George Brown College’s mass timber building, Limberlost Place, currently under construction in Toronto at the Waterfront campus, is shortlisted for a 2022 World Architecture Festival (WAF) award in the category, Future Project: Education; and is already one of the 20 winners of the special WAFX award.
The WAFX award celebrates international projects which embrace cutting-edge design and address important world issues, such as the climate crisis, or community resilience, etc.
The WAF is one of the world’s largest architecture festivals, with awards dedicated to celebrating and sharing excellence in the field. WAF is one of the few architecture festivals where finalists present their projects live to the judges and audience. The event is attended by global architects, interior designers, developers, funders, contractors, and trade media across the industry. Representatives from each of the 20 shortlisted finalists, including Limberlost Place, will present live onstage at WAF in Lisbon from Nov. 30 to Dec. 2, where a sole 2022 WAFX award winner will be announced.
Designed by Moriyama & Teshima Architects and Acton Ostry Architects Inc., Limberlost Place, targeting Tier 4 of the Toronto Green Standard—a minimum standard for all new construction, starting from 2030— is a pinnacle of sustainable and green build in Canada. At 20,900 m2 (225,000 sf), the 10-storey, tall wood Limberlost Place is proudly ‘Made in Canada,’ with its mass wood components being sourced nationally.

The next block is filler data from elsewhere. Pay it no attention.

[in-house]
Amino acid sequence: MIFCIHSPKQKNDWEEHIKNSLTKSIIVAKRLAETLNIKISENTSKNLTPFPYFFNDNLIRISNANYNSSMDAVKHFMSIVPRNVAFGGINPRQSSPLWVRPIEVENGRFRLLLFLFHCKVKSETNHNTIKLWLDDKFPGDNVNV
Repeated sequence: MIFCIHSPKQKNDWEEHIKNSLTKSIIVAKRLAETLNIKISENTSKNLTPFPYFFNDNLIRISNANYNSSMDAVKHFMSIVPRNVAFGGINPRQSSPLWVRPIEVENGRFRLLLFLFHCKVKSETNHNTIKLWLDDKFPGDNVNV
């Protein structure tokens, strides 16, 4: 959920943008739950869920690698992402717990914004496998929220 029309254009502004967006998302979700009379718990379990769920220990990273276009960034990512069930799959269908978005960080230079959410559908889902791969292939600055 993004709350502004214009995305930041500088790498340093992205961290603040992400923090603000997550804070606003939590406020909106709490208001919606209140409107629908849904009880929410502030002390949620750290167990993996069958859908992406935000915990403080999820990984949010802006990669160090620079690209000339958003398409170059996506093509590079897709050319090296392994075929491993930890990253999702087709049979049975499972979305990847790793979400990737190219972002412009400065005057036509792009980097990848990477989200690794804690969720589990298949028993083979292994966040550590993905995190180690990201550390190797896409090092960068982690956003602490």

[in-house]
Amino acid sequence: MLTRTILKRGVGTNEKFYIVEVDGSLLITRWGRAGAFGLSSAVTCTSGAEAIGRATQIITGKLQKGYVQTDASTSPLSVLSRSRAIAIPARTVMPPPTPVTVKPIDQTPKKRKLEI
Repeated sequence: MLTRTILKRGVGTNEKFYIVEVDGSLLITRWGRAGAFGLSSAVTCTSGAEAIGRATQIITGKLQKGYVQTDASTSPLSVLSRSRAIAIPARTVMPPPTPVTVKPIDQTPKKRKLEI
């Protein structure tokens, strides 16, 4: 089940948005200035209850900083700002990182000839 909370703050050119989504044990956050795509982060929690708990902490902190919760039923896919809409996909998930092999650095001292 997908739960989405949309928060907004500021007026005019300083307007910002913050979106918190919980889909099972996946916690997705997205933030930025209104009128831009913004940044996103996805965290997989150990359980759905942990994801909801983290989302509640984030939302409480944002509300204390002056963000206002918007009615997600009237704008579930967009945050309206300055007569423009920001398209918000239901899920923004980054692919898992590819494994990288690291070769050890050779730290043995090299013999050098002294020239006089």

The building’s form and facade are shaped to maximize access to natural light and fresh air, with a 40 per cent window-to-wall ratio. Two solar chimneys located on the east and west facades will be used to create a sustainable system of natural convection, drawing air up and through the building from operable windows. A roof-mounted solar array will generate 24 per cent of Limberlost Place’s energy consumption to offset greenhouse gas (GHG) emissions generated in the electricity grid.
Limberlost Place will operate with no fuel-fired systems. Its electric systems will be more energy efficient and represent a cleaner form of energy consumption than natural gas. For half the time in a year, the building will be able to operate passively.
“Our entire design team is grateful for George Brown College’s vision and commitment to realize this first-of its-kind in the world, tall, exposed mass timber, net-zero carbon emission building, and we are thrilled to have been recognized by the WAF awards program,” says Carol Phillips, Moriyama & Teshima Architects. “We look forward to presenting our scheme to the jurors in December.”